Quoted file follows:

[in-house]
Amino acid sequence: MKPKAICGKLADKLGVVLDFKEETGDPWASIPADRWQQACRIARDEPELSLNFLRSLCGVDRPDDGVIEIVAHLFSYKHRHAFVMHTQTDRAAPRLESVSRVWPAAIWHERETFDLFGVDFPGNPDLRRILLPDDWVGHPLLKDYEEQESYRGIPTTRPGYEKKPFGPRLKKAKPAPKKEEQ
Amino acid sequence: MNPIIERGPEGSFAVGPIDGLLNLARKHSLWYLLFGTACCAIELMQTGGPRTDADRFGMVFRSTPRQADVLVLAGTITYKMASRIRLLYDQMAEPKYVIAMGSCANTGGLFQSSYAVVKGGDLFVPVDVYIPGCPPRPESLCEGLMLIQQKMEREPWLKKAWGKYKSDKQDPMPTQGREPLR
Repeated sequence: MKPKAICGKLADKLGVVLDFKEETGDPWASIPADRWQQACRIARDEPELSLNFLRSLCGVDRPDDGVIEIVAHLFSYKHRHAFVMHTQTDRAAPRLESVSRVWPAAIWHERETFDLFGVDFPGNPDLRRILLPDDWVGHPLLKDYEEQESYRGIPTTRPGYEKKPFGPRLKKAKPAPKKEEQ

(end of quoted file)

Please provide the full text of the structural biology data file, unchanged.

[in-house]
Amino acid sequence: MKPKAICGKLADKLGVVLDFKEETGDPWASIPADRWQQACRIARDEPELSLNFLRSLCGVDRPDDGVIEIVAHLFSYKHRHAFVMHTQTDRAAPRLESVSRVWPAAIWHERETFDLFGVDFPGNPDLRRILLPDDWVGHPLLKDYEEQESYRGIPTTRPGYEKKPFGPRLKKAKPAPKKEEQ
Amino acid sequence: MNPIIERGPEGSFAVGPIDGLLNLARKHSLWYLLFGTACCAIELMQTGGPRTDADRFGMVFRSTPRQADVLVLAGTITYKMASRIRLLYDQMAEPKYVIAMGSCANTGGLFQSSYAVVKGGDLFVPVDVYIPGCPPRPESLCEGLMLIQQKMEREPWLKKAWGKYKSDKQDPMPTQGREPLR
Repeated sequence: MKPKAICGKLADKLGVVLDFKEETGDPWASIPADRWQQACRIARDEPELSLNFLRSLCGVDRPDDGVIEIVAHLFSYKHRHAFVMHTQTDRAAPRLESVSRVWPAAIWHERETFDLFGVDFPGNPDLRRILLPDDWVGHPLLKDYEEQESYRGIPTTRPGYEKKPFGPRLKKAKPAPKKEEQ